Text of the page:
The debate on the sense and purpose of a 'Marshall Plan with Africa' has been in full swing.
Photo: ©SLE EPDT 2017

The Marshall Plan with Africa – well on track?

In January, Germany’s development minister Gerd Müller presented the outline of a ‘Marshall Plan with Africa’ as part of Germany’s G20 presidency in 2017. Development experts and civil society representatives discussed just how effective such a plan can be and what it ought to look like in Berlin/Germany in mid-May.

“Africa und Europa – a New Partnership for Development, Peace and the Future”. Under this title, Germany’s development ministry put forward its “Cornerstones for a Marshall Plan with Africa” for discussion in public in mid-January 2017. Since then, the debate on the sense and purpose of such a Marshall Plan has been in full swing. Both critical aspects and opportunities and proposals for improvements were discussed at the “Entwicklungspolitische Diskussionstage”, organised by the Centre for Rural Development (SLE), Humboldt-Universität zu Berlin, in co-operation with the Heinrich Böll Foundation in Berlin in mid-May.

What is lacking?

Ursula Schäfer-Preuss, Deputy-Chair of UN Women Germany, criticises the omission of a gender-specific vision in the plan. Women were the drivers of achieving Agenda 2030 and the Sustainable Development Goals. Schäfer-Preuss referred to the statistics compiled by the UN Food and Agriculture Organization (FAO) according to which, if women in agriculture had the same opportunities as men, yields could be increased by 20 to 30 per cent and economic performance could be enhanced by 2.5 to 4 per cent, while the number of people suffering hunger could be reduced by 12 to 17 per cent. In order to ensure that marginalised groups could also be integrated in the process, true grassroots efforts were required so that things could be changed bottom up. “We know that this is tedious, but suitable instruments that have proven to be effective have long been available,” said Schäfer-Preuss, who would like to see a greater emphasis on the notion of partnership.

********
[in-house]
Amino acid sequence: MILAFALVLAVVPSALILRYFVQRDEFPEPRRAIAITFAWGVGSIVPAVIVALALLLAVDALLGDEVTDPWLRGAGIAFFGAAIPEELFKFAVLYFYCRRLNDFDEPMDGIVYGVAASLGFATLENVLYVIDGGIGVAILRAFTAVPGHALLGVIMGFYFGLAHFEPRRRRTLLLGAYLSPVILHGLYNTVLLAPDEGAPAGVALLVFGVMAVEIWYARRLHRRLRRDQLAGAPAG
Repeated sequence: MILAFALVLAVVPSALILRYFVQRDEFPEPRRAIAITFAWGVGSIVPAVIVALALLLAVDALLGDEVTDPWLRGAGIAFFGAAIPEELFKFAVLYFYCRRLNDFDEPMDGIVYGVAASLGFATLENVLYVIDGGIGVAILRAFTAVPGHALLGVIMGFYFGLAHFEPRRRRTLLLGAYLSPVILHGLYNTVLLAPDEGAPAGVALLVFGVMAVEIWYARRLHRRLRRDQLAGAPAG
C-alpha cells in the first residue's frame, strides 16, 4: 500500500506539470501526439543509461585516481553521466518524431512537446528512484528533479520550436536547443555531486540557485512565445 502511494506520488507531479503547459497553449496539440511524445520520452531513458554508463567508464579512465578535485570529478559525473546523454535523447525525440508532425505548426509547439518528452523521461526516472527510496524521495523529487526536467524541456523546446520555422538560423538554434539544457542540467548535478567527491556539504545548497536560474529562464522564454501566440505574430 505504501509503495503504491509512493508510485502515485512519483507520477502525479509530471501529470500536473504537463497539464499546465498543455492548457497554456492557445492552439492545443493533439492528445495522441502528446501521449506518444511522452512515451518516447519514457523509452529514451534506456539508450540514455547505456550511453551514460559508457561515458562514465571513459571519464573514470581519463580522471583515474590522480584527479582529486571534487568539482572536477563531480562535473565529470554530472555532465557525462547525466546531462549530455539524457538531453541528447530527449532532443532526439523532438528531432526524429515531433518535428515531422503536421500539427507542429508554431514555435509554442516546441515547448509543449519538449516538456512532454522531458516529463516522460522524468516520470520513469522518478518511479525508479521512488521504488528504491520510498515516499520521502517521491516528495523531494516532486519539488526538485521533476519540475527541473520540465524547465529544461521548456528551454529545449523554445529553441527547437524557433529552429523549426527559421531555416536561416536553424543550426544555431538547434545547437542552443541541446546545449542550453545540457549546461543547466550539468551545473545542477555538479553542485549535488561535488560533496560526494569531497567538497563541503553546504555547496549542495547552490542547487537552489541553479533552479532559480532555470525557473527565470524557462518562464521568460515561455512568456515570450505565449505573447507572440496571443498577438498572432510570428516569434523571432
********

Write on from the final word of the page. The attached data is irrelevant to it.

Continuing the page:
“Ever since the African countries gained independence, talks have always taken place with the same actors,” criticised Abdou Rahime Diallo of Diaspora Policy Institute. During the development of the Marshall Plan, no consultations had been held with the broad groups in society at local level, who after all were supposed to be the beneficiaries of the Plan. Here, Diallo sees parallels to the New Partnership for Africa’s Development (NEPAD). This was a further initiative that people were not familiar with, and here too, the economic aspects were coming more and more to the fore at the expense of the political and social aspects. The chief objective of the Marshall Plan was to address investors, whereas civil society was left out. Diallo would prefer to see the regional economic partnerships as negotiating partners instead of the African Union, “which is financed more than 70 per cent by Europa and the USA”.

The right choice of partners?

“To us, it is important to have the AU – the sole legitimate organisation from a government view – as a contact. However, it is indeed preferable to have concrete implementation in the hands of the regional communities, and then in those of the countries,” said Stefan Oswald, Head of the “Afghanistan and Pakistan” Department at Germany’s Federal Ministry for Economic Cooperation and Development (BMZ). Consultations had accordingly been held with the Southern African Development Community (SADC) and the East African Community (EAC). Oswald also reminded the meeting that the Marshall Plan had been presented as a benchmark paper for discussions and that its contents had clearly been derived from Agenda 63 – the framework that the African Union itself had adopted for a socio-economic transformation of the continent. Feedback from national and international civil society would of course flow into the debate.

Is “openness to reforms” the right criterion?

One of the crucial factors for co-operation in the context of the Marshall Plan is supposed to be countries’ “openness to reform”. So would fragile states and their inhabitants be shut out? “I have strong reservations here. We definitely ought to continue years of working together with these countries wherever possible,” Schäfer-Preuss maintained. Especially in countries like Sudan/South Sudan, many people were living in poverty and could not simply be left to their own devices.